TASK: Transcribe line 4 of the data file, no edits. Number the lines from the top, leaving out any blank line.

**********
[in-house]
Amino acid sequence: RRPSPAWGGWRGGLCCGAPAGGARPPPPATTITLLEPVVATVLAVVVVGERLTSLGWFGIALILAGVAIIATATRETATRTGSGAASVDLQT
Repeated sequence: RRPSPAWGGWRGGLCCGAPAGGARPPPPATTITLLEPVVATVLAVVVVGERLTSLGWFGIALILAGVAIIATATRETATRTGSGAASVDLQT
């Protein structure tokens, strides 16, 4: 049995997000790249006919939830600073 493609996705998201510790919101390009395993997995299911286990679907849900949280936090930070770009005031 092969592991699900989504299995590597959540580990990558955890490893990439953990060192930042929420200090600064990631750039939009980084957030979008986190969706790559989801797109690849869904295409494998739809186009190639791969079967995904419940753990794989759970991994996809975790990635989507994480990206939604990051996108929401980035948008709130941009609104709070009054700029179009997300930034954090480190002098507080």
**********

């Protein structure tokens, strides 16, 4: 049995997000790249006919939830600073 493609996705998201510790919101390009395993997995299911286990679907849900949280936090930070770009005031 092969592991699900989504299995590597959540580990990558955890490893990439953990060192930042929420200090600064990631750039939009980084957030979008986190969706790559989801797109690849869904295409494998739809186009190639791969079967995904419940753990794989759970991994996809975790990635989507994480990206939604990051996108929401980035948008709130941009609104709070009054700029179009997300930034954090480190002098507080």